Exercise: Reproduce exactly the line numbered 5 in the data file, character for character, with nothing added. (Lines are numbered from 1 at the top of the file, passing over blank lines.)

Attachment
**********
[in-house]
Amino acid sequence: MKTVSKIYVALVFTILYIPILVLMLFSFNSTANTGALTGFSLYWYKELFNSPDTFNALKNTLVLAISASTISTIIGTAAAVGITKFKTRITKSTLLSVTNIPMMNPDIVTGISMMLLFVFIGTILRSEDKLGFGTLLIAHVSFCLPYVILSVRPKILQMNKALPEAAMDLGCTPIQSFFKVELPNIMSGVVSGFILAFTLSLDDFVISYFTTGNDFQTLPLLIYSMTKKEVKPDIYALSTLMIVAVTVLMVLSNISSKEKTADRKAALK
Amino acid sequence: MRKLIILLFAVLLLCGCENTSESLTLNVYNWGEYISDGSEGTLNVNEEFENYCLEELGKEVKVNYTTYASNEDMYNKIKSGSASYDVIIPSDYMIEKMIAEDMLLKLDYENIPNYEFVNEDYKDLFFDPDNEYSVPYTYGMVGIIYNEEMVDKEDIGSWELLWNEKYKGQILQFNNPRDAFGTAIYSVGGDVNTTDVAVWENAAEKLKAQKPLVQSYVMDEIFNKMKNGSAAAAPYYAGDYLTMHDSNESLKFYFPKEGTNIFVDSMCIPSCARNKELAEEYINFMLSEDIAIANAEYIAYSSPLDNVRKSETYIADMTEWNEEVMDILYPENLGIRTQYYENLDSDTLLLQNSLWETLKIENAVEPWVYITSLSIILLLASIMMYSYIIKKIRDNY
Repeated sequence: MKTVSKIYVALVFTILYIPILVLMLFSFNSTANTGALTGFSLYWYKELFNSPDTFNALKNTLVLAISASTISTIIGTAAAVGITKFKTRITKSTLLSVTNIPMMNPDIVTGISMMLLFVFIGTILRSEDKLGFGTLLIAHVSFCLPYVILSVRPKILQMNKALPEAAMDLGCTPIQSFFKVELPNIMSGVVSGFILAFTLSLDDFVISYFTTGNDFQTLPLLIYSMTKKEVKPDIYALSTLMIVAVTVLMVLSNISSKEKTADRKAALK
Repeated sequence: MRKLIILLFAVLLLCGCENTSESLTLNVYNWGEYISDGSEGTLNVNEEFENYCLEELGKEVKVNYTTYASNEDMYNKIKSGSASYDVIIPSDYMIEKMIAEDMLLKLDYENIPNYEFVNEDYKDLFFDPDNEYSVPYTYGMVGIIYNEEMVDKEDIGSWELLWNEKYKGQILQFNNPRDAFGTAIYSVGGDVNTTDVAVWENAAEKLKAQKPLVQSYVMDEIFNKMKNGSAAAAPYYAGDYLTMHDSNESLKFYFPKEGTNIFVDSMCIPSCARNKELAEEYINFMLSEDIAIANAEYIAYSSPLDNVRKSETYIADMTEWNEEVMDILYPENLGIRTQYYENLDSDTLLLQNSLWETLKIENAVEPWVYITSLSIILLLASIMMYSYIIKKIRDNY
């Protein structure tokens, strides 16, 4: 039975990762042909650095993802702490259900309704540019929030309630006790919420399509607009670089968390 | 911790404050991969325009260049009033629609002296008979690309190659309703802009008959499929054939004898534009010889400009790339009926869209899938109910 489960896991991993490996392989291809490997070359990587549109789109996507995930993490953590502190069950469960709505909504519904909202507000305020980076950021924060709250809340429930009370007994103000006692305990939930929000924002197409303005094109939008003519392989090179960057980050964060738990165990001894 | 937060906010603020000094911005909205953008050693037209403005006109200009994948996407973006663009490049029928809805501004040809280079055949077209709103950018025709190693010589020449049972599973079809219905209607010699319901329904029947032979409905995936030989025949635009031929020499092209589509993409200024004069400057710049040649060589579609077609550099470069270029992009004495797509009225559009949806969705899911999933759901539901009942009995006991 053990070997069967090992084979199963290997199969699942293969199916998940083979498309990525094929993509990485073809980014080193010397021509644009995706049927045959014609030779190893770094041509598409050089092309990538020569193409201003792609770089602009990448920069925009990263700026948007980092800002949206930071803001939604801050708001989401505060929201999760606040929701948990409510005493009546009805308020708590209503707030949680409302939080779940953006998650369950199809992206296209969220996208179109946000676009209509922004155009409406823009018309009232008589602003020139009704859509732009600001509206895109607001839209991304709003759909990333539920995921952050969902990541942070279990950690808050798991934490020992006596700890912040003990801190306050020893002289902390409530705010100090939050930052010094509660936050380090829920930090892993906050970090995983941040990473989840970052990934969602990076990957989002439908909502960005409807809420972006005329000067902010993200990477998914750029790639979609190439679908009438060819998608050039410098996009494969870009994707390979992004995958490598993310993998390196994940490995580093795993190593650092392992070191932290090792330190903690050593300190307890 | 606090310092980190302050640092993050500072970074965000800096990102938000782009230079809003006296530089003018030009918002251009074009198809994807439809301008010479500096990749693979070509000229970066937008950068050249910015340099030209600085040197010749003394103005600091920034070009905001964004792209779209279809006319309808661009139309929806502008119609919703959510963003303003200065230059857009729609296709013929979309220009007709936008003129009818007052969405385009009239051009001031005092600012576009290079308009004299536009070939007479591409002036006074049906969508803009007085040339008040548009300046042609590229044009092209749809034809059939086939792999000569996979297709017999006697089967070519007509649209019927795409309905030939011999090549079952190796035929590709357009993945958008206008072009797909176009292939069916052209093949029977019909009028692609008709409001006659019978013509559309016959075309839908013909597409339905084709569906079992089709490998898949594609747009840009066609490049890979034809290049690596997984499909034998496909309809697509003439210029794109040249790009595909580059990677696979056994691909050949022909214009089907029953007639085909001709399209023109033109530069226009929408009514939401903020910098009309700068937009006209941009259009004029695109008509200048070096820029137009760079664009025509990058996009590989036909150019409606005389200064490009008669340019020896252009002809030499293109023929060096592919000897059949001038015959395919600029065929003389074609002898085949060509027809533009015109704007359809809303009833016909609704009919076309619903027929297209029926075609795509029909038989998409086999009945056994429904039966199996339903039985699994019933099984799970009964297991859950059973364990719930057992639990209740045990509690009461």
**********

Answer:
Repeated sequence: MRKLIILLFAVLLLCGCENTSESLTLNVYNWGEYISDGSEGTLNVNEEFENYCLEELGKEVKVNYTTYASNEDMYNKIKSGSASYDVIIPSDYMIEKMIAEDMLLKLDYENIPNYEFVNEDYKDLFFDPDNEYSVPYTYGMVGIIYNEEMVDKEDIGSWELLWNEKYKGQILQFNNPRDAFGTAIYSVGGDVNTTDVAVWENAAEKLKAQKPLVQSYVMDEIFNKMKNGSAAAAPYYAGDYLTMHDSNESLKFYFPKEGTNIFVDSMCIPSCARNKELAEEYINFMLSEDIAIANAEYIAYSSPLDNVRKSETYIADMTEWNEEVMDILYPENLGIRTQYYENLDSDTLLLQNSLWETLKIENAVEPWVYITSLSIILLLASIMMYSYIIKKIRDNY